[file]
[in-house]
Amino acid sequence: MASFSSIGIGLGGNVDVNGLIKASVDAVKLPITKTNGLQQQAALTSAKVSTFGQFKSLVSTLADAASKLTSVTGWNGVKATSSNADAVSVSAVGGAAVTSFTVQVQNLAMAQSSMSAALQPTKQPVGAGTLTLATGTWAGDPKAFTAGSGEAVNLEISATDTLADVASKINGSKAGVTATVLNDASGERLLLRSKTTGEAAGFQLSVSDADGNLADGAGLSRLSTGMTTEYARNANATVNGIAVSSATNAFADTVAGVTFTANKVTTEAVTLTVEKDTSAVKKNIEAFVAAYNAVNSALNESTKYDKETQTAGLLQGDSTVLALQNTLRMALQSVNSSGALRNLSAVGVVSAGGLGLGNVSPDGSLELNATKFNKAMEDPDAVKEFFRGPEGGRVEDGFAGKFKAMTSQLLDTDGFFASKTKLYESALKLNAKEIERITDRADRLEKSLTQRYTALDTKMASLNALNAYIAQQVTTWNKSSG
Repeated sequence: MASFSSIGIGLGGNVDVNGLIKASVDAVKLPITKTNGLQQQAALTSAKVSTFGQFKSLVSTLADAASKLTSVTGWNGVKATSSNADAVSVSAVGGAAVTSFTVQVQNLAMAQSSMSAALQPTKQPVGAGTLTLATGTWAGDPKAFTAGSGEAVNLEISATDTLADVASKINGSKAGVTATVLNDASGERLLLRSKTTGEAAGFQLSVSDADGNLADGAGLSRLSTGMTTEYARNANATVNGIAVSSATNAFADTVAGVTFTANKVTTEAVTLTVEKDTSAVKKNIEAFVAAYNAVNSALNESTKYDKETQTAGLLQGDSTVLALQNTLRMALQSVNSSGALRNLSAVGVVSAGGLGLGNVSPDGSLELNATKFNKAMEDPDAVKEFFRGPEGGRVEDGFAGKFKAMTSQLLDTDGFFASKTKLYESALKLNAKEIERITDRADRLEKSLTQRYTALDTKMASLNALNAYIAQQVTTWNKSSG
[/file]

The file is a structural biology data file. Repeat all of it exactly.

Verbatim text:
[in-house]
Amino acid sequence: MASFSSIGIGLGGNVDVNGLIKASVDAVKLPITKTNGLQQQAALTSAKVSTFGQFKSLVSTLADAASKLTSVTGWNGVKATSSNADAVSVSAVGGAAVTSFTVQVQNLAMAQSSMSAALQPTKQPVGAGTLTLATGTWAGDPKAFTAGSGEAVNLEISATDTLADVASKINGSKAGVTATVLNDASGERLLLRSKTTGEAAGFQLSVSDADGNLADGAGLSRLSTGMTTEYARNANATVNGIAVSSATNAFADTVAGVTFTANKVTTEAVTLTVEKDTSAVKKNIEAFVAAYNAVNSALNESTKYDKETQTAGLLQGDSTVLALQNTLRMALQSVNSSGALRNLSAVGVVSAGGLGLGNVSPDGSLELNATKFNKAMEDPDAVKEFFRGPEGGRVEDGFAGKFKAMTSQLLDTDGFFASKTKLYESALKLNAKEIERITDRADRLEKSLTQRYTALDTKMASLNALNAYIAQQVTTWNKSSG
Repeated sequence: MASFSSIGIGLGGNVDVNGLIKASVDAVKLPITKTNGLQQQAALTSAKVSTFGQFKSLVSTLADAASKLTSVTGWNGVKATSSNADAVSVSAVGGAAVTSFTVQVQNLAMAQSSMSAALQPTKQPVGAGTLTLATGTWAGDPKAFTAGSGEAVNLEISATDTLADVASKINGSKAGVTATVLNDASGERLLLRSKTTGEAAGFQLSVSDADGNLADGAGLSRLSTGMTTEYARNANATVNGIAVSSATNAFADTVAGVTFTANKVTTEAVTLTVEKDTSAVKKNIEAFVAAYNAVNSALNESTKYDKETQTAGLLQGDSTVLALQNTLRMALQSVNSSGALRNLSAVGVVSAGGLGLGNVSPDGSLELNATKFNKAMEDPDAVKEFFRGPEGGRVEDGFAGKFKAMTSQLLDTDGFFASKTKLYESALKLNAKEIERITDRADRLEKSLTQRYTALDTKMASLNALNAYIAQQVTTWNKSSG